12 May 2017

Stratospheric Balloon at Cégep de Sherbrooke: An Innovation in Science and Education

Physics students from the Cégep de Sherbrooke and their teacher, Martin Aubé, worked on an ambitious and very concrete project: sending a balloon into the stratosphere and analyzing the data collected. Other than making for an exciting semester for students, this challenge constitutes a scientific innovation at a low cost, as well as a new take on teaching science.

On April 2, 2017, after waiting for ideal weather conditions, the students were eager to launch their balloon near Sorel in the hopes of gathering as much data as possible. “It was thrilling, we launched the balloon and it shot up into the sky really fast, before breaking through the clouds and disappearing into a tiny speck in space,” said Martin Aubé. After a 90-minute flight, the balloon burst at an altitude of 27 km, only two kilometres short of predictions.

A styrofoam box had been fastened to the balloon to carry two microprocessors developed and programmed by the students, a mini camera, as well as sensors to collect various data: atmospheric pressure, acceleration, temperature, UV rays, humidity, magnetic fields, and cosmic radiation.

Results greater than expected

“We were well-prepared, but we also had luck on our side,” explains Martin Aubé. “We were not sure whether the sensors would fail at some point. We were really happy with the results, as the balloon even captured a solar storm and cosmic radiation. This data has yet to be analyzed.” The experiment even led to collecting particles from two different meteorites, volcanic ash, and unidentified microparticles that are currently being studied by the young scientists.

An innovation to be shared

The group had heard from a reliable source that the Canadian Space Agency (CSA) is currently working on a similar project, which shows that our young Sherbrooke scientists are among the pioneers in Québec conducting such experiments and collecting this type of scientific data. “Launching stratospheric balloons is becoming more and more commonplace in the field. It’s a cost-effective way of collecting a lot of relevant data,” explained Martin Aubé, who was inspired by a project from an Italian engineer who had shared his “recipe”. Mr. Aubé will also follow this example and pass on his updated recipe along with his results. “There is a considerable potential here for researchers and entrepreneurs to take measurements that may be useful to various applications, in an independent, low-cost way, without involving the CSA.” Researchers or entrepreneurs who may need this type of data could replicate the experiment based on Aubé’s method.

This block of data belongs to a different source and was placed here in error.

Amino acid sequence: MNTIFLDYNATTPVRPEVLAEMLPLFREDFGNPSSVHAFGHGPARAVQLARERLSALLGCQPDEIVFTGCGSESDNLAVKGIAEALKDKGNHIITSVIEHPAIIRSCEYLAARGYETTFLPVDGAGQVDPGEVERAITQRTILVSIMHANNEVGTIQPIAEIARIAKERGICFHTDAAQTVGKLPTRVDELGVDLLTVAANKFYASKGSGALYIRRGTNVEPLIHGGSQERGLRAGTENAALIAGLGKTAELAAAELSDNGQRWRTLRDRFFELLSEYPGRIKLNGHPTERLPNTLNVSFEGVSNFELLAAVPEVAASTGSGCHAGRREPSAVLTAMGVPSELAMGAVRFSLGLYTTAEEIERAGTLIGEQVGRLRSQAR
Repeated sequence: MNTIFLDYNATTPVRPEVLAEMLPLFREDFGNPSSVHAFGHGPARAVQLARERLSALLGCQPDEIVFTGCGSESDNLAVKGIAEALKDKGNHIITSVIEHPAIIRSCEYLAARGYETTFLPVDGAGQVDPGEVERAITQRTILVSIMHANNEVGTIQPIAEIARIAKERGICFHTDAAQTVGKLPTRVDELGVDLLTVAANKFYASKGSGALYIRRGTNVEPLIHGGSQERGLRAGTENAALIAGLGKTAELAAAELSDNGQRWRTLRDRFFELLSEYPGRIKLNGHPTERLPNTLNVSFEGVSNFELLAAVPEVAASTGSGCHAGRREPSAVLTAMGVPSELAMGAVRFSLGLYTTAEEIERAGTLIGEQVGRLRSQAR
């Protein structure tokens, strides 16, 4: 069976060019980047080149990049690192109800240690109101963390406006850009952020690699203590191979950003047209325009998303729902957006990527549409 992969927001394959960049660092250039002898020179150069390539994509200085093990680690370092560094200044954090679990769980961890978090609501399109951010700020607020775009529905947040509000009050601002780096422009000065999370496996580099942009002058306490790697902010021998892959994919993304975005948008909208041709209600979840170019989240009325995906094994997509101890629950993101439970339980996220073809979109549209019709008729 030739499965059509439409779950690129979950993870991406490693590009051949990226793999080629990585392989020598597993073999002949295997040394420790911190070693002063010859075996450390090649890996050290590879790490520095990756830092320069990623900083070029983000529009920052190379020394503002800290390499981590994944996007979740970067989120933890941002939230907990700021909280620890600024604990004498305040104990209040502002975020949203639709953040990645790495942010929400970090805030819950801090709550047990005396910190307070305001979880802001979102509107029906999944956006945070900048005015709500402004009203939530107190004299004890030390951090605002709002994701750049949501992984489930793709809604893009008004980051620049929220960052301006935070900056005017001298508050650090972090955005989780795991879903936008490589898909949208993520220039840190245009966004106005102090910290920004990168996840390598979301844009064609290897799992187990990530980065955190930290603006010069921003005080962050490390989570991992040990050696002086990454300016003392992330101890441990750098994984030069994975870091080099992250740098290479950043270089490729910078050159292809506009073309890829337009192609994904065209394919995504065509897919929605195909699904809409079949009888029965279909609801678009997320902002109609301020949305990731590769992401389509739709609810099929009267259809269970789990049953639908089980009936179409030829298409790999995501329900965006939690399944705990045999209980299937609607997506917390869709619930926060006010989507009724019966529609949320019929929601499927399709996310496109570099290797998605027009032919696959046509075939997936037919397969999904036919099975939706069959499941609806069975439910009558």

All this concrete experience and the resulting data make for a learning approach deeply rooted in reality for students. “Students often practise in ideal, predetermined conditions that do not reflect the reality of the job market.” Martin Aubé considers that this type of innovation and rewarding challenges in education will provide insight to students on how to adapt to the imperfect conditions they will be faced with every day, as well as further advancing the state of knowledge in the field.

Source: Martin Aubé, Cégep de Sherbrooke and La Tribune
Photo on the Facebook page of the project: HAB Cégep de Sherbrooke (HAB stands for High Altitude Baloon)

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